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Eye On Boise

Instant racing developer from Arkansas tells senators there’s no difference between ‘instant racing’ and ‘historical racing’

Louis Cella, vice president of Oaklawn Park in Arkansas and developer of
Louis Cella, vice president of Oaklawn Park in Arkansas and developer of "instant racing" machines through Race Tech LLC, answers questions from Idaho senators on Monday (Betsy Russell)

When Louis Cella , of Race Tech LLC, which developed the “instant racing” machines, and who is also vice president of Oaklawn Park in Arkansas, spoke to the Senate State Affairs Committee this morning, senators had lots of questions for him. Among them: A video showed earlier in the hearing showed a player being sent to a “bonus round” in which she had to pick one of several “mountains,” and when she got the right one, it exploded and she was told she’d “struck gold” and won more than $8. Senators questioned how that “bonus round” related to pari-mutuel betting on horse racing.

“Is it fair to give a patron more money by not having to pick another race, because he’s picked the race to get there?” Cella responded. “So the question is, gosh, we shouldn’t let ‘em win any more money. Or is it OK to do that? Because it’s still a pari-mutuel product.” He said patrons can’t get to the “bonus round” without first winning a bet on a race.

Sen. Todd Lakey, R-Nampa, said when he tried out a machine at Les Bois Park, “The game I played was the cherry game, it has the three spinning reels and the screen at the bottom. You’ve heard the discussion today that the focus and the definition of pari-mutuel in Idaho is tied to that skill, knowledge and horsemanship. I had to go through a couple of screens to get to those pie charts, and the pie charts were there for about 4 or 5 seconds and I couldn’t go back and look at them after that. How does that go to the basis of pari-mutuel in Idaho being skill and horsemanship?”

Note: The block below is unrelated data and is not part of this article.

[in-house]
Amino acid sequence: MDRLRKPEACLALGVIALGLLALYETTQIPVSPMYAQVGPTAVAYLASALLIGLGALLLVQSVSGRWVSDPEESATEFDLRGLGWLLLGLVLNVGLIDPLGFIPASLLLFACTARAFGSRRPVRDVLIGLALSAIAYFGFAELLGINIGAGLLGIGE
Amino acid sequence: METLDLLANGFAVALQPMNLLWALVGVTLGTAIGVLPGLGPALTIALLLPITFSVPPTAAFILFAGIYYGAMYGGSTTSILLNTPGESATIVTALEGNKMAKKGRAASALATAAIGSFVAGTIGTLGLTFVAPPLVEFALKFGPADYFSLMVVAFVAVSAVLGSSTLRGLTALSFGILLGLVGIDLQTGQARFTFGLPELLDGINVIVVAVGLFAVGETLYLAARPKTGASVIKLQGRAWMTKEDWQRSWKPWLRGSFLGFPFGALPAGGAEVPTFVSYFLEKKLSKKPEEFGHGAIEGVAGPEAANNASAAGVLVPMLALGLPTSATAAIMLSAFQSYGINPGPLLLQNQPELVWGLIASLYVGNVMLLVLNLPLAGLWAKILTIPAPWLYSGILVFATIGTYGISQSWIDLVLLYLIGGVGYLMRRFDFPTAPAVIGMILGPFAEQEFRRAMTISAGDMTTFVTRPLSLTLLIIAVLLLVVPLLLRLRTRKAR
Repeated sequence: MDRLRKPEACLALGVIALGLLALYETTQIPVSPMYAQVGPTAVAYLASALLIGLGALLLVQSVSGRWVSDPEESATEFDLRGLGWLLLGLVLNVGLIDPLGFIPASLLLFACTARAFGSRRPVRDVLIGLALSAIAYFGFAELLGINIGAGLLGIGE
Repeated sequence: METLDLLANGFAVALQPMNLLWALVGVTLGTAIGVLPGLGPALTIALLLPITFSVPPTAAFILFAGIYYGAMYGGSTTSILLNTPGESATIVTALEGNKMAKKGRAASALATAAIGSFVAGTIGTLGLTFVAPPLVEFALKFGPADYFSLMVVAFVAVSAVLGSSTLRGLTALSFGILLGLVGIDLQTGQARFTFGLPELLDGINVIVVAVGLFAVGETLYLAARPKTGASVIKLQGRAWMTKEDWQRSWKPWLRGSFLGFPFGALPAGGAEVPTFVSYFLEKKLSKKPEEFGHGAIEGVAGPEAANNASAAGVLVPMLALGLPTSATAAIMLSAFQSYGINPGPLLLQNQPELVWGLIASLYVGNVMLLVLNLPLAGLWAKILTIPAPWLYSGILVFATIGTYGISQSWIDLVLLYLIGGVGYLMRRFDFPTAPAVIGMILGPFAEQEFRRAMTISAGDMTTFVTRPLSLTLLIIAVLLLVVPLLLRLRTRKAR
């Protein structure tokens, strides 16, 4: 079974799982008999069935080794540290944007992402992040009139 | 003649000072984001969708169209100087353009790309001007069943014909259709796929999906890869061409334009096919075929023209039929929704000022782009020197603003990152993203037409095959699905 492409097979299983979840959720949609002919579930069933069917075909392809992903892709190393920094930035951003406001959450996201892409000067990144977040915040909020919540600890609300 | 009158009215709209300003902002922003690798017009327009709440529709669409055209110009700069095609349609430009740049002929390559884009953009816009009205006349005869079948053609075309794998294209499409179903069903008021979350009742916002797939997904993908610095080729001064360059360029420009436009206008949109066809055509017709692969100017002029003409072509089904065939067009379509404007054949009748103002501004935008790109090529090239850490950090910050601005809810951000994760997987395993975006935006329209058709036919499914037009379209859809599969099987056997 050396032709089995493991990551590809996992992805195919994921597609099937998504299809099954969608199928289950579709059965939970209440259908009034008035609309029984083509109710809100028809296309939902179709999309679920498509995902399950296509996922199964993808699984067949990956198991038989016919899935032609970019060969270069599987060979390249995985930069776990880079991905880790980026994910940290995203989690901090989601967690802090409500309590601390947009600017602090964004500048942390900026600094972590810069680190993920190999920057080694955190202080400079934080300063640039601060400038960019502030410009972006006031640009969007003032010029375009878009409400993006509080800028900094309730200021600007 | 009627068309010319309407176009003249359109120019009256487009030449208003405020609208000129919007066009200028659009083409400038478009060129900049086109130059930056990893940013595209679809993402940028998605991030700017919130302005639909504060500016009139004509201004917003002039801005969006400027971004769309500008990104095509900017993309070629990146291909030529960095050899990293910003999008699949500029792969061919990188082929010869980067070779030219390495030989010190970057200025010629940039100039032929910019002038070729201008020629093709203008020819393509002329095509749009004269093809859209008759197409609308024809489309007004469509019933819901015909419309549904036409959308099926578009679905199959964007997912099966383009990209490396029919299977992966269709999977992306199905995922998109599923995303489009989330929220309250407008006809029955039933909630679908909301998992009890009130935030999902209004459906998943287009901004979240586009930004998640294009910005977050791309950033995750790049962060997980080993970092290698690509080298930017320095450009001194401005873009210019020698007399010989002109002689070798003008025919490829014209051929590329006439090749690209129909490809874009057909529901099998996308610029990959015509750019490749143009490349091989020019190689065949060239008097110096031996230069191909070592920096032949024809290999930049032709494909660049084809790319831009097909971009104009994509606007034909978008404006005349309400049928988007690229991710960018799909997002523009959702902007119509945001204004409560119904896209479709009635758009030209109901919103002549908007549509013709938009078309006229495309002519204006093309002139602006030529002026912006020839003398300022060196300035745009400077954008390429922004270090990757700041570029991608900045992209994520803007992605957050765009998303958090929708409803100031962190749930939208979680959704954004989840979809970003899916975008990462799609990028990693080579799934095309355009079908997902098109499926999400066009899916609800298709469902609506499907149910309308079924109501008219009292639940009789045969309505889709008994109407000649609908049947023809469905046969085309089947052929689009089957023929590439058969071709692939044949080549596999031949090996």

Cella said, “Every race in the system is a 10-horse field. … If it were pure chance, odds of picking the winner would be one in 10.” But, he said, people are picking the winner 1 in 7 times. On a type of bet with 90 possible outcomes from multiple horses, the Exacta, “People are winning the Exacta about 1 in 45 times, greatly better than if it were pure chance.”

Cella said, “What instant racing is designed to do is to take the non-traditional fan, get ‘em back to the race track and introduce them to racing.” He said what he sees as the key difference between a slot machine and an instant racing terminal is that the slot machine has a “random number generator” in it that determines whether the player wins. The instant racing machine, he said, is a “dumb terminal” vs. a “smart terminal.” “If you plug it in in your basement, nothing works,” he said. “If it’s not hooked to the central tote, it will not work.”

Cella also responded repeatedly to questions from Senate Majority Leader Bart Davis, R-Idaho Falls, by telling him “you’re wrong,” “you’re wrong,” and “you’re factually off-base here.”

Sen. Chuck Winder, R-Boise, asked, “What’s the difference between historic and instant racing?” Cella responded, “Nothing.” He said when his company developed it, “We called it instant racing.” Then Kentucky, he said, “started calling it historical racing. Other jurisdictions like their name over our name.”

He said, "It is what it is. The definitions are what they are by the folks who do this for a living."

Betsy Z. Russell
Betsy Z. Russell joined The Spokesman-Review in 1991. She currently is a reporter in the Boise Bureau covering Idaho state government and politics, and other news from Idaho's state capital.

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